Government’s rent reforms will punish private and institutional landlords

The Government has today announced radical reforms of the private rental market that will create open-ended tenancies and restrict a landlord’s ability to remove tenants.

The reforms to so-called ‘no fault’ notices served under section 21 of the 1988 Housing Act, together with recent changes to the tax position on buy to let investors and the ban on letting fees, make it increasingly challenging for private landlords and may dissuade institutional landlords from making further investment, says property law firm Collyer Bristow.

Paul Henson, a Partner in the Real Estate litigation team at Collyer Bristow, said:

“The Government has a Dickensian view of private landlords offering substandard homes for extortionate rents.  Whilst the market is far from perfect, this view is outdated.  Private landlords want tenants in their homes, and most tenancies are in fact ended by the tenants themselves.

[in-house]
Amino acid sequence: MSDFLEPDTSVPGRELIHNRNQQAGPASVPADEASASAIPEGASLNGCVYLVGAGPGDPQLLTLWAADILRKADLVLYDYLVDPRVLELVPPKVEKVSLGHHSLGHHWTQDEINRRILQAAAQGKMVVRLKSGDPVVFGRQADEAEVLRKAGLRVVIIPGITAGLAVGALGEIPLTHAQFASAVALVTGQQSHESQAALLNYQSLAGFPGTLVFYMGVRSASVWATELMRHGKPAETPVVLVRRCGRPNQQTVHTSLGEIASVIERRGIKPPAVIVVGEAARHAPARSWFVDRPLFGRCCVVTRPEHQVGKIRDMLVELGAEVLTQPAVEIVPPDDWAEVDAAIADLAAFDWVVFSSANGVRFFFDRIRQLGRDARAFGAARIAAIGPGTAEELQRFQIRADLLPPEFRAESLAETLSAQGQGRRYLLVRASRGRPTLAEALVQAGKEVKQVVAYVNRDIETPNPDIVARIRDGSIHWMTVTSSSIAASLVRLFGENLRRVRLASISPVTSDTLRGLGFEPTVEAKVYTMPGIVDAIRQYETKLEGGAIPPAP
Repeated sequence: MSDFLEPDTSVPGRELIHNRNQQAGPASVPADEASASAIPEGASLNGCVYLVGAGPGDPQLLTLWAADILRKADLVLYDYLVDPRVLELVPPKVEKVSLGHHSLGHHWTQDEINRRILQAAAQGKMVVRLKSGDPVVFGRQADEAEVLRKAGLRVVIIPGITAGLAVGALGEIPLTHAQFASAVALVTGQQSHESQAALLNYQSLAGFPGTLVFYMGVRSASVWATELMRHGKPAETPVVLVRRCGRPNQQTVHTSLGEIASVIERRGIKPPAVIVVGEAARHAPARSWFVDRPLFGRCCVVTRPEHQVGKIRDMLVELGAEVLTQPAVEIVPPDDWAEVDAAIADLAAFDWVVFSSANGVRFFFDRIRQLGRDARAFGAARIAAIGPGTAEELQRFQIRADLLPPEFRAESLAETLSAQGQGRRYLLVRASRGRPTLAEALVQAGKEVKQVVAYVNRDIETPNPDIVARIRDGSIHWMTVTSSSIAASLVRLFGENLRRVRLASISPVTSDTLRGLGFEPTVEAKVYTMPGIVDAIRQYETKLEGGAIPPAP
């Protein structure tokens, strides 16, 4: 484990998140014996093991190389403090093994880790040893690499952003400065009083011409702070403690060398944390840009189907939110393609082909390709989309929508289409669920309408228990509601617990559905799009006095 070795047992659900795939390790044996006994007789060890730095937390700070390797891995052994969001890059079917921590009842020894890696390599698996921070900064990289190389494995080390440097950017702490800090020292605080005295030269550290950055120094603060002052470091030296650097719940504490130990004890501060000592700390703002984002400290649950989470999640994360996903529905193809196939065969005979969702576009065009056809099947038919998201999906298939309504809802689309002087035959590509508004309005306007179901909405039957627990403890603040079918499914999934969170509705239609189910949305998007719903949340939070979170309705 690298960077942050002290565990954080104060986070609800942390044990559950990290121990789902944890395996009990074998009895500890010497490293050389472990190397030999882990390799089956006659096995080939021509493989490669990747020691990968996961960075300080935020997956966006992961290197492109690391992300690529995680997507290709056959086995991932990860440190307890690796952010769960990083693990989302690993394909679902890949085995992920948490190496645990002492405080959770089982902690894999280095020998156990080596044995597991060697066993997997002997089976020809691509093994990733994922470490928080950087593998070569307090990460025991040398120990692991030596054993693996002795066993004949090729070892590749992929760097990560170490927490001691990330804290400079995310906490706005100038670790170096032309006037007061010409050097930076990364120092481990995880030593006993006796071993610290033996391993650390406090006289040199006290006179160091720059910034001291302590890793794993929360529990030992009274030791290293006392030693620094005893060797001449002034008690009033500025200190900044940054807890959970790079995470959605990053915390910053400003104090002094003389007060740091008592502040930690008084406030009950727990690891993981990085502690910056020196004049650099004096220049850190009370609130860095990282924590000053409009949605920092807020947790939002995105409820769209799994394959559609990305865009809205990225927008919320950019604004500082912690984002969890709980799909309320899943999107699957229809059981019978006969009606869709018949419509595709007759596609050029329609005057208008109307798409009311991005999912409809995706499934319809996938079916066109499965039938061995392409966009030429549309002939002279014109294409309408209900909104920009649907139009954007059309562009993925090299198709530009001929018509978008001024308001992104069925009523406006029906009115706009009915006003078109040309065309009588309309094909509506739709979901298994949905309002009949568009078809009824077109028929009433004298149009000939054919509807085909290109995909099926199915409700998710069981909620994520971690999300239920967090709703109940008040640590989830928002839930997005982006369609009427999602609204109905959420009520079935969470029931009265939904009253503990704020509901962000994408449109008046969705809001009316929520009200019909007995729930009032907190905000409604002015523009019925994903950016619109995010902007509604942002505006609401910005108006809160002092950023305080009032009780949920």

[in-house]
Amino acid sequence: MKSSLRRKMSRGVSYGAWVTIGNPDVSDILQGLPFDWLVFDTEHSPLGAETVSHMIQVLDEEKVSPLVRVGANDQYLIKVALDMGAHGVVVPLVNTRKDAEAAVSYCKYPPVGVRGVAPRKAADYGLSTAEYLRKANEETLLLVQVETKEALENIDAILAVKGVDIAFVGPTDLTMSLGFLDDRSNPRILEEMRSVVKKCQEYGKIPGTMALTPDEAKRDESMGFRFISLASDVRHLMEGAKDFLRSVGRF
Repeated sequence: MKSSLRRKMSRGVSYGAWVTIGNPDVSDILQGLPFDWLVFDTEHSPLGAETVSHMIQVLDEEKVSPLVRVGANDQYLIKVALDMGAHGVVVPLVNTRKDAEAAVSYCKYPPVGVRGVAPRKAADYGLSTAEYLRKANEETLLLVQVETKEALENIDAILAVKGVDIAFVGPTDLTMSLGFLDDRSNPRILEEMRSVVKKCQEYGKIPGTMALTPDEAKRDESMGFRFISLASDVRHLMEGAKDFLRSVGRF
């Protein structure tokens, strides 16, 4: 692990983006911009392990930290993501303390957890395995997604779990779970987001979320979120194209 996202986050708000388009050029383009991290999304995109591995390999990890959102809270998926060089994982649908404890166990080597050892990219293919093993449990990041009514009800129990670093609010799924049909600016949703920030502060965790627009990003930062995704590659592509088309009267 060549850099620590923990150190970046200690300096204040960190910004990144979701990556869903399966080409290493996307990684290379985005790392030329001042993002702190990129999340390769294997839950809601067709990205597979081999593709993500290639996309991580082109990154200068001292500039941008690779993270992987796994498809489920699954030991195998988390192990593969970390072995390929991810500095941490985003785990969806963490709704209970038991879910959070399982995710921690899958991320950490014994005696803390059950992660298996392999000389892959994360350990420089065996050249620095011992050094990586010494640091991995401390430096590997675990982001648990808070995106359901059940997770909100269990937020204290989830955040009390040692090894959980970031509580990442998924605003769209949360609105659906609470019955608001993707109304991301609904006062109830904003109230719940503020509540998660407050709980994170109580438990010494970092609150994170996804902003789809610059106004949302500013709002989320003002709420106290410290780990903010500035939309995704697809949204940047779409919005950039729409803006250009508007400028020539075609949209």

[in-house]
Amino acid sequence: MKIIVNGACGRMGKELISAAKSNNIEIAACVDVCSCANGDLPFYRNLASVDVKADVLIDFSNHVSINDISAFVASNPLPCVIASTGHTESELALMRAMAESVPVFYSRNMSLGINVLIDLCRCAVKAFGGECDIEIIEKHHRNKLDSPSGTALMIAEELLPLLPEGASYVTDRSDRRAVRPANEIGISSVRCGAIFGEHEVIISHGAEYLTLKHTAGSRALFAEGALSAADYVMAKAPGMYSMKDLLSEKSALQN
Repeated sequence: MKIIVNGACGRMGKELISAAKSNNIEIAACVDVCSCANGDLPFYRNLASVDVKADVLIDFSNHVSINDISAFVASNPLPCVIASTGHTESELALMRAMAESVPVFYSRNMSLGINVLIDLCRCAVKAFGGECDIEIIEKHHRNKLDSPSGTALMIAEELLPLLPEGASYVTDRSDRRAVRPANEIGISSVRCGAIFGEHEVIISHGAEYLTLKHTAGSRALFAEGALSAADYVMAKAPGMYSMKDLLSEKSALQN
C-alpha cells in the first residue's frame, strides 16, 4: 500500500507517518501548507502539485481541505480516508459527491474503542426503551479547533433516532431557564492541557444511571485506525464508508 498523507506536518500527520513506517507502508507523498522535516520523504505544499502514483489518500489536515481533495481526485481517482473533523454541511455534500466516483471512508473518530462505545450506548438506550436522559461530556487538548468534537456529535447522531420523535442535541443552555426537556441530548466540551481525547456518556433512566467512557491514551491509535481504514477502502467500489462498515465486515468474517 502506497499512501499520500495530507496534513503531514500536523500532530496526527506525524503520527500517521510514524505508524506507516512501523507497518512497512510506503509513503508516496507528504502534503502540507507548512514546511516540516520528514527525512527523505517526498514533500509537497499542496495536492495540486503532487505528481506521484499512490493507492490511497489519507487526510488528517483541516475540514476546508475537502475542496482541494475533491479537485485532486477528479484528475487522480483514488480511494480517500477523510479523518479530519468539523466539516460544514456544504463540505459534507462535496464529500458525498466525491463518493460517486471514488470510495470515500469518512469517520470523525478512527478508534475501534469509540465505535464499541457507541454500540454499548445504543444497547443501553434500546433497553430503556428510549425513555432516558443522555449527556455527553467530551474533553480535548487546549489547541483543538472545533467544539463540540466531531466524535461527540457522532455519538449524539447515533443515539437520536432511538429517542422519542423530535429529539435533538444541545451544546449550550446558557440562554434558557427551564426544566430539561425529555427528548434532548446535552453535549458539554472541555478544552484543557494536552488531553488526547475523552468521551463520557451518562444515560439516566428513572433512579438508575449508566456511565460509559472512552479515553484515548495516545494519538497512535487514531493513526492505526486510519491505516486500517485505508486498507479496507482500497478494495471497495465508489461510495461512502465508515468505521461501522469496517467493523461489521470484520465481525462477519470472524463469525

“The demand for rented homes continues to grow, particularly in London and the South East.  The market is attracting considerable investment from financial institutions with smart and professional build to rent offers.  This professionalisation of the rental market is needed and desirable.

“Government reform must focus both on the needs of the tenant and the landlord.  Any reform that makes the market less desirable for private and institutional landlords could leave tenants in a much weaker position in the longer run.

“We wait to see the full detail of the Government’s reforms and particularly the suggested amendments to section 8 (fault-based) procedures and how they intend to expedite the court possession process.”


Kindly shared by Collyer Bristow LLP